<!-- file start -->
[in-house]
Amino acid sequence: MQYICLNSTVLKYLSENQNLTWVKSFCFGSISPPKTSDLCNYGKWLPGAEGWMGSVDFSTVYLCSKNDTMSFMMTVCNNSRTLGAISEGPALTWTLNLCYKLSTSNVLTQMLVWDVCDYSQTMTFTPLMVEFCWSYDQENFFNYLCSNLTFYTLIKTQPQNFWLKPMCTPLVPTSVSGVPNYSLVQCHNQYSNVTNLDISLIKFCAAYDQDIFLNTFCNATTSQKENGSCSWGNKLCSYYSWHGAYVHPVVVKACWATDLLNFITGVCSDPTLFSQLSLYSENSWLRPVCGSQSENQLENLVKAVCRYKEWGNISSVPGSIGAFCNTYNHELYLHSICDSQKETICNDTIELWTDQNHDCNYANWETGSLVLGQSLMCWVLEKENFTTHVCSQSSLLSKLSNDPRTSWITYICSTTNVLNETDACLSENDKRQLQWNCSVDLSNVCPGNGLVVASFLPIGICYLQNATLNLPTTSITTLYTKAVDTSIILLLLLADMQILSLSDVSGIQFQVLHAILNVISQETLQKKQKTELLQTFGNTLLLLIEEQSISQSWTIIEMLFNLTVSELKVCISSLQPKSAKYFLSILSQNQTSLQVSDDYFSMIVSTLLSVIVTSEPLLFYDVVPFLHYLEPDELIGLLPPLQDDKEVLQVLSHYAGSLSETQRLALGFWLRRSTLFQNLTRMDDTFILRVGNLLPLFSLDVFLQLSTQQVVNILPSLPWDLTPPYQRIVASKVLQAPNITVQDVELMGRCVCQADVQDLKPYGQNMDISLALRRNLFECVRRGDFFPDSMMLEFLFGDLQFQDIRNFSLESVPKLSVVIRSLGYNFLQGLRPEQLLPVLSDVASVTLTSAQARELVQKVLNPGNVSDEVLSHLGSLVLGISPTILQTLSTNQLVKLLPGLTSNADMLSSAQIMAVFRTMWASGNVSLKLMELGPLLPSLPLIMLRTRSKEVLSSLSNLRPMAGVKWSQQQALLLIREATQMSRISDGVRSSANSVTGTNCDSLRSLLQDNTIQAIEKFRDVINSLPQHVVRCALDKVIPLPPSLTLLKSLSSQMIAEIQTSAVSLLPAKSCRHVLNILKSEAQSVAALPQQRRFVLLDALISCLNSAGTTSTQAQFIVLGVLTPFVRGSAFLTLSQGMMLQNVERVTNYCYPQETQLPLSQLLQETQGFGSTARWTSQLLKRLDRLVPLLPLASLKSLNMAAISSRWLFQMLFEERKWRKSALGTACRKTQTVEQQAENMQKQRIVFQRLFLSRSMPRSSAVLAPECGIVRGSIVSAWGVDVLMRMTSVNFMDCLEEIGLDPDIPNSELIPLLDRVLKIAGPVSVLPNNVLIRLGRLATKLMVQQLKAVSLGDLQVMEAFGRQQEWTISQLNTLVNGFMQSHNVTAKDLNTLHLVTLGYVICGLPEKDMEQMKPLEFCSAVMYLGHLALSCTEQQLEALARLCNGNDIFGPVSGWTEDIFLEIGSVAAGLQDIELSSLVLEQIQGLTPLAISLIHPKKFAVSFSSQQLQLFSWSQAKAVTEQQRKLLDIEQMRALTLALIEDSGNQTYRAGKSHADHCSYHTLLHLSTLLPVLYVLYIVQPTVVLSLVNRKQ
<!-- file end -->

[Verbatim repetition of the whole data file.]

[in-house]
Amino acid sequence: MQYICLNSTVLKYLSENQNLTWVKSFCFGSISPPKTSDLCNYGKWLPGAEGWMGSVDFSTVYLCSKNDTMSFMMTVCNNSRTLGAISEGPALTWTLNLCYKLSTSNVLTQMLVWDVCDYSQTMTFTPLMVEFCWSYDQENFFNYLCSNLTFYTLIKTQPQNFWLKPMCTPLVPTSVSGVPNYSLVQCHNQYSNVTNLDISLIKFCAAYDQDIFLNTFCNATTSQKENGSCSWGNKLCSYYSWHGAYVHPVVVKACWATDLLNFITGVCSDPTLFSQLSLYSENSWLRPVCGSQSENQLENLVKAVCRYKEWGNISSVPGSIGAFCNTYNHELYLHSICDSQKETICNDTIELWTDQNHDCNYANWETGSLVLGQSLMCWVLEKENFTTHVCSQSSLLSKLSNDPRTSWITYICSTTNVLNETDACLSENDKRQLQWNCSVDLSNVCPGNGLVVASFLPIGICYLQNATLNLPTTSITTLYTKAVDTSIILLLLLADMQILSLSDVSGIQFQVLHAILNVISQETLQKKQKTELLQTFGNTLLLLIEEQSISQSWTIIEMLFNLTVSELKVCISSLQPKSAKYFLSILSQNQTSLQVSDDYFSMIVSTLLSVIVTSEPLLFYDVVPFLHYLEPDELIGLLPPLQDDKEVLQVLSHYAGSLSETQRLALGFWLRRSTLFQNLTRMDDTFILRVGNLLPLFSLDVFLQLSTQQVVNILPSLPWDLTPPYQRIVASKVLQAPNITVQDVELMGRCVCQADVQDLKPYGQNMDISLALRRNLFECVRRGDFFPDSMMLEFLFGDLQFQDIRNFSLESVPKLSVVIRSLGYNFLQGLRPEQLLPVLSDVASVTLTSAQARELVQKVLNPGNVSDEVLSHLGSLVLGISPTILQTLSTNQLVKLLPGLTSNADMLSSAQIMAVFRTMWASGNVSLKLMELGPLLPSLPLIMLRTRSKEVLSSLSNLRPMAGVKWSQQQALLLIREATQMSRISDGVRSSANSVTGTNCDSLRSLLQDNTIQAIEKFRDVINSLPQHVVRCALDKVIPLPPSLTLLKSLSSQMIAEIQTSAVSLLPAKSCRHVLNILKSEAQSVAALPQQRRFVLLDALISCLNSAGTTSTQAQFIVLGVLTPFVRGSAFLTLSQGMMLQNVERVTNYCYPQETQLPLSQLLQETQGFGSTARWTSQLLKRLDRLVPLLPLASLKSLNMAAISSRWLFQMLFEERKWRKSALGTACRKTQTVEQQAENMQKQRIVFQRLFLSRSMPRSSAVLAPECGIVRGSIVSAWGVDVLMRMTSVNFMDCLEEIGLDPDIPNSELIPLLDRVLKIAGPVSVLPNNVLIRLGRLATKLMVQQLKAVSLGDLQVMEAFGRQQEWTISQLNTLVNGFMQSHNVTAKDLNTLHLVTLGYVICGLPEKDMEQMKPLEFCSAVMYLGHLALSCTEQQLEALARLCNGNDIFGPVSGWTEDIFLEIGSVAAGLQDIELSSLVLEQIQGLTPLAISLIHPKKFAVSFSSQQLQLFSWSQAKAVTEQQRKLLDIEQMRALTLALIEDSGNQTYRAGKSHADHCSYHTLLHLSTLLPVLYVLYIVQPTVVLSLVNRKQ